• Culturally Competent – Cultural competence must be a cornerstone in the provision of services to First Nations people, and must guide all aspects of the system, both on- and off-reserve. Cultural competence requires that service providers are aware of their own worldviews and attitudes towards cultural difference, and includes both knowledge of, and openness to the cultural realities/environment of the clients they serve. To support cultural competence within the system, it is also necessary for Indigenous knowledge to be translated into current realities so that cultural principles and cultural knowledge meaningfully informs and guides direction and delivery of health services and supports on an ongoing basis.
  • Culturally Safe – Services, both in Indigenous or non-Indigenous environments, recognize the cultural diversity within First Nations and aim to competently relate to individuals, families and communities in consideration of, and in relation to, their social, political, linguistic, economic and spiritual realities. This extends beyond cultural awareness and sensitivity within services, and includes a process of ongoing self-reflection and organizational growth with the goal of understanding how cultural background, historic and structural contexts, social inequality and power relationships influence services and supports.


To support the meaningful and ongoing implementation of Honouring Our Strengths: A Renewed Framework to Address Substance Use Issues among First Nations People in Canada and ensure the provision of culturally-based, culturally-relevant, and effective addictions services to First Nations in the coming years. To achieve this, the Team will:

  • Continue to be aware of the history of addiction services for First Nations people, including their strengths, challenges, and processes;
  • Familiarize themselves with all aspects of the Renewal, particularly the contents of the Renewed Framework, in order to effectively represent the process with various partners;
  • Engage with and maintain strong linkages with various networks, committees and organizations that have a direct impact on addiction programming for First Nations to ensure ongoing knowledge exchange;
  • Support promising practices in First Nations and other indigenous and mainstream addictions intervention and prevention systems, with the long-term goal of preventing and reducing addictions;
  • Develop a range of implementation plans and activities; and
  • Ensure the renewed program aligns with the principles of the Mental Wellness Strategic Action Plan (draft).

Members of the Renewal Leadership Team have committed to a two year term that will be complete in November of 2012, with a possibility of extension.


Partners of this process are:

  • The Assembly of First Nations
  • The National Native Addictions Partnership Foundation
  • First Nations and Inuit Health Branch of Health Canada

Partners are responsible to represent their region/stakeholders and maintain regular communication with: Regional Partnership committees, First Nations and Inuit Health Regions, NNAPF’s board, NNADAP/YSAP network, AFN’s regional health technician network, the Mental Wellness Advisory Committee, and other relevant partners.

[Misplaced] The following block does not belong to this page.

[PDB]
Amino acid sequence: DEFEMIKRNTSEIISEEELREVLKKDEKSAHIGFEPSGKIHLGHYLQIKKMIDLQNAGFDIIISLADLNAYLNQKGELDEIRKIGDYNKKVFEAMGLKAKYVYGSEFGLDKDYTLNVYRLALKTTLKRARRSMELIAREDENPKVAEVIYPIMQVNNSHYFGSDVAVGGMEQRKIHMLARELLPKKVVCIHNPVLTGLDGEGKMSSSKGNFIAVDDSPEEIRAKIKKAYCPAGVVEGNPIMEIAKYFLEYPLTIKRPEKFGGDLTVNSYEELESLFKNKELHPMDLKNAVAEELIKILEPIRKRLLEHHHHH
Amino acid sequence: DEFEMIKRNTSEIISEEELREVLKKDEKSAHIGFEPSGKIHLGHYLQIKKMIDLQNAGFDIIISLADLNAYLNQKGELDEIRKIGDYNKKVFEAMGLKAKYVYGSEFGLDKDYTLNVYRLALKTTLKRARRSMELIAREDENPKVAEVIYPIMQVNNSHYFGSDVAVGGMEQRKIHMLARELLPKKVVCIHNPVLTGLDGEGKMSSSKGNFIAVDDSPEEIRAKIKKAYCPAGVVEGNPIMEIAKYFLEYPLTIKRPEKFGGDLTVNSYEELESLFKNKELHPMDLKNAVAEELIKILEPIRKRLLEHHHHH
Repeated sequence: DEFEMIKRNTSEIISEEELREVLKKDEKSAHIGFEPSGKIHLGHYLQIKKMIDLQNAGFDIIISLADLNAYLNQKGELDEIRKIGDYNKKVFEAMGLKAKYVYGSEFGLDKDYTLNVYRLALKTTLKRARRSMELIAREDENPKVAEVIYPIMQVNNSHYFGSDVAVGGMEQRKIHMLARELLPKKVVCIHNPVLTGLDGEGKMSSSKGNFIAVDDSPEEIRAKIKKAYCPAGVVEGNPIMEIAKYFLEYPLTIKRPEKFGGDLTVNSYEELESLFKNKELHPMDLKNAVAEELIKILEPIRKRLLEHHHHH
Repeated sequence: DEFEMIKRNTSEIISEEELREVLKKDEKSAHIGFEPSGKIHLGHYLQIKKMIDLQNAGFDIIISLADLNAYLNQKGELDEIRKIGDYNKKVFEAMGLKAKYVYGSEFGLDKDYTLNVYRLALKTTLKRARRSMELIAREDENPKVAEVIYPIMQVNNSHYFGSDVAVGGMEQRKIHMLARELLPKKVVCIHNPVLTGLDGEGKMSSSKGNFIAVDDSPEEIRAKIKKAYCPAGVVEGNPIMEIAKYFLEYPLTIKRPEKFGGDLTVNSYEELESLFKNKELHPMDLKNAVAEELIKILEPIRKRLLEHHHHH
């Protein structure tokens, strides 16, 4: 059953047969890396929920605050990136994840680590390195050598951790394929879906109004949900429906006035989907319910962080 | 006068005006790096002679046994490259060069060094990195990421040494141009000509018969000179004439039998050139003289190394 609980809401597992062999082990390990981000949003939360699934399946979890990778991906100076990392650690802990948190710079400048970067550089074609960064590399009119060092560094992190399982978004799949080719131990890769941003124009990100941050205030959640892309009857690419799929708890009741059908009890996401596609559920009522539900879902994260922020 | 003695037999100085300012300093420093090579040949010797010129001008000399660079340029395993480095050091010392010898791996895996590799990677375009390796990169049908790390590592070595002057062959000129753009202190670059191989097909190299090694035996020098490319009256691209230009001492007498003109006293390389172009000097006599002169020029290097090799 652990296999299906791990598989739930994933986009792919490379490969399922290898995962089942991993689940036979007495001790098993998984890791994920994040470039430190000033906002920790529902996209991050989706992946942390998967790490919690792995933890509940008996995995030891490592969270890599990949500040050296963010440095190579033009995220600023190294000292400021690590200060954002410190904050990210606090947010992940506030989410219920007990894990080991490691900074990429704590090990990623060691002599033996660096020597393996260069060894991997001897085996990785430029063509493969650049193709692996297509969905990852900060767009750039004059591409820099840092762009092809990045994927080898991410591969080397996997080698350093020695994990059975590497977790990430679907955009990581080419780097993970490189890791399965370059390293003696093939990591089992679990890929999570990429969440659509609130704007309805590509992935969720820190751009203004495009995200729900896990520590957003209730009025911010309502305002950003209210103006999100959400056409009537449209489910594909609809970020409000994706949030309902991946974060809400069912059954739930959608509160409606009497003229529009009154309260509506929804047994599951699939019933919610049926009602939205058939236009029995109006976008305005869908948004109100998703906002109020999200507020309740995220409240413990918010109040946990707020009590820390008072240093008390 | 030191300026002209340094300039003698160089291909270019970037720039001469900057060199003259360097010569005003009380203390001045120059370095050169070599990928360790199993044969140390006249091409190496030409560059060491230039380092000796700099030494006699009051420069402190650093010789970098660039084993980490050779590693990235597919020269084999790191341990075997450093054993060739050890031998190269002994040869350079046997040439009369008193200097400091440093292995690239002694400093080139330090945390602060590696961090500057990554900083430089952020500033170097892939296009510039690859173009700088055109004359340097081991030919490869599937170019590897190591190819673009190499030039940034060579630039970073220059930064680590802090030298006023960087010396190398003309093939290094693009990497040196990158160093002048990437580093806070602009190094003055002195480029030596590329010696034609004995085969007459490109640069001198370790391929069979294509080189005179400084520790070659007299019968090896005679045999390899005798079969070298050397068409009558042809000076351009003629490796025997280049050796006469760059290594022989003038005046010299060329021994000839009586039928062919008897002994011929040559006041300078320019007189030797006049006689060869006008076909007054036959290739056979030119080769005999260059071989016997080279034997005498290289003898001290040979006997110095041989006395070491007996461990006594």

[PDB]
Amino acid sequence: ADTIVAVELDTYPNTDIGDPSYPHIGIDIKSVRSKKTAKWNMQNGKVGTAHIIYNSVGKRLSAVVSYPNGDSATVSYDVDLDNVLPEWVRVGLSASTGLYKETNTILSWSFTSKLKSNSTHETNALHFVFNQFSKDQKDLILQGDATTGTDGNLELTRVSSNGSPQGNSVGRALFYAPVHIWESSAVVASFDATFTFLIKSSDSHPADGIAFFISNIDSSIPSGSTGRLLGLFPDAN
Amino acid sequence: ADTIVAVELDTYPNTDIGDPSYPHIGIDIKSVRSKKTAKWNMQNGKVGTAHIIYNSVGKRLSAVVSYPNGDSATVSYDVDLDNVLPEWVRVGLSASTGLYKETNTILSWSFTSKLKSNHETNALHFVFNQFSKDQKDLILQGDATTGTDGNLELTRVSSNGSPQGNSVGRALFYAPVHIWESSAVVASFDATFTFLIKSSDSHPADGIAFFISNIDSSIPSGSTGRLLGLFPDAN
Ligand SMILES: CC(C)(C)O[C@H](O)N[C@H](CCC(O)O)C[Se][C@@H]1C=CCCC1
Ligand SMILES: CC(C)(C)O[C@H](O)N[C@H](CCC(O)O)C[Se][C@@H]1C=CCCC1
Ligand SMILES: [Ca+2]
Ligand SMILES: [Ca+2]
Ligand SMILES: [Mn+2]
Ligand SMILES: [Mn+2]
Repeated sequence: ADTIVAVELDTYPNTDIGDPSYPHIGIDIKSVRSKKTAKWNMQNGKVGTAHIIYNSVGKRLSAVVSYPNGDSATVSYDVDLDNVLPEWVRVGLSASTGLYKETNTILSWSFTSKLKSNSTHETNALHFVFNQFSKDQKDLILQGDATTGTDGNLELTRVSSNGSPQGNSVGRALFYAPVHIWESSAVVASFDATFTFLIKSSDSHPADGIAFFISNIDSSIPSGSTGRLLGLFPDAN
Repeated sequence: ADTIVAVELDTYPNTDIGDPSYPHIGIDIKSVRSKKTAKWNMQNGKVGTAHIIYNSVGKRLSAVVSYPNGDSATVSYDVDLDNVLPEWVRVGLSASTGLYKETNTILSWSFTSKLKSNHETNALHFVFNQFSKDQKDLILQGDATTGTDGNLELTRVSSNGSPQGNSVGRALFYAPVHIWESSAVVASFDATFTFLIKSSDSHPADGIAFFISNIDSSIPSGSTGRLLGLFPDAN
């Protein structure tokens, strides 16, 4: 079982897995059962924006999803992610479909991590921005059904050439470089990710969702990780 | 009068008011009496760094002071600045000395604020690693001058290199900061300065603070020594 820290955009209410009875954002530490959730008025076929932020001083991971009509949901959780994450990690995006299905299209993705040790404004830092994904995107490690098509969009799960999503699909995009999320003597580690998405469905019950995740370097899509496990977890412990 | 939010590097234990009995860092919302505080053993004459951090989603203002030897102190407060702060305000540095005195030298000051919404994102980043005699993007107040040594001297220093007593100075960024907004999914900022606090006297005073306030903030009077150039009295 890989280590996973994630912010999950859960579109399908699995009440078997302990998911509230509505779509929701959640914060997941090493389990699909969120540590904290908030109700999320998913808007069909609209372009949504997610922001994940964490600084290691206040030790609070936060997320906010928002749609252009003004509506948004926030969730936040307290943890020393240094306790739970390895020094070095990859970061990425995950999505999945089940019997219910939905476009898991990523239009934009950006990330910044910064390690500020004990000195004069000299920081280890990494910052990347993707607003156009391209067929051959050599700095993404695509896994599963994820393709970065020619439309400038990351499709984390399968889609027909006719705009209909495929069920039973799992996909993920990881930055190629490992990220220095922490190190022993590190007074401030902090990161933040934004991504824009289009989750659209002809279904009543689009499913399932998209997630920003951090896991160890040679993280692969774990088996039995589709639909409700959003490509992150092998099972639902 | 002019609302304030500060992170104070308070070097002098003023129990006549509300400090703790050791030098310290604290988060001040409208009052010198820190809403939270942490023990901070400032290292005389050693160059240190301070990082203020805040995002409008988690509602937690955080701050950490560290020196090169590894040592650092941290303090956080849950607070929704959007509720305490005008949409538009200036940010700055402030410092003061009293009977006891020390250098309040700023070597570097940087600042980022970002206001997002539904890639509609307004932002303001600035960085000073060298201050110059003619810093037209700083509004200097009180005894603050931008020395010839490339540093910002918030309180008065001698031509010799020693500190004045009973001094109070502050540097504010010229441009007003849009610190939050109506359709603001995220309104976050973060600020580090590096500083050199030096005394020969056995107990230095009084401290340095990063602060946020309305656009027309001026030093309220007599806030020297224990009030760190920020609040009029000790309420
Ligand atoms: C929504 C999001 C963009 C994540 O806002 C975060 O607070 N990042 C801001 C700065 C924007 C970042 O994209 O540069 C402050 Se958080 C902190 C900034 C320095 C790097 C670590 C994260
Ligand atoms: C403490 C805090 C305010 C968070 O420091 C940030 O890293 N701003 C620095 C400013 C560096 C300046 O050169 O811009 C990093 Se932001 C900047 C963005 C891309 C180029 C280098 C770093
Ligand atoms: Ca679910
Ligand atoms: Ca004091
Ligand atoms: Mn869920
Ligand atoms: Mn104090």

Leadership Team members were identified by the partners in Renewal – Assembly of First Nations, National Native Addictions Partnership Foundation, and Health Canada. The Team’s membership includes a broad range of representatives from prevention, treatment, culture, youth, women, policy, health, nursing, public health, research, and various geographic locations.

The team also includes a Health Canada First Nations and Inuit Health representative, as well as First Nations Addiction Advisory Panel members. The Team includes three First Nations Elders – selected by NNAPF, AFN, and the Elder from the First Nations Addictions Advisory Panel – to oversee all meetings and to provide wisdom, insight and spiritual guidance.

Roles and Responsibilities


The Leadership Team will be led in partnership by:

  • National Native Addictions Partnership Foundation &
  • Assembly of First Nations

The chairs are responsible for building consensus among team members in directing the renewal process.


Members will provide guidance to the renewal process based on their experience and expertise, and, in doing so, are asked to make every possible effort to attend meetings to contribute to, and be advocates for the renewal process. Should a team member be unable to fulfill these responsibilities, they will provide notification to the chairs and assist with finding a suitable replacement. The replacement will be selected by the secretariat based on the guidance of the resigning member and the leadership criteria that was used to establish the renewal team.


1. Secretariat

Secretariat support will be provided (shared) by FNIHB, the AFN and NNAPF. It will include: coordination of meetings, compilation of background materials, drafting of agendas, drafting of meeting summaries, and follow up on action items. Team members are responsible for providing the Secretariat with background materials in support of specific agenda items on a timely basis in advance of the meeting.

2. Meetings

The frequency of meetings will be determined by the Team. If possible, draft agendas and background documents will be circulated electronically to members three (3) weeks in advance of meetings. Excluding Government of Canada employees, NNAPF is responsible for members’ costs related to travel/accommodation for Leadership Team meetings, following current Treasury Board Travel Directive (http://www.tbs-sct.gc.ca/pubs_pol/hrpubs/tbm_113/menu-travel-voyage_e.asp) (URL).

Meeting summaries will be circulated by NNAPF, FNIHB and AFN through their relevant networks.

3. Decision Making

The NNADAP Renewal Leadership Team will endeavour to provide guidance by consensus after reviewing and discussing information presented at the meetings or by other means of communication. In a situation where there is a lack of consensus, the leaders/chairs commit to finding resolution that meets the interests of First Nations communities.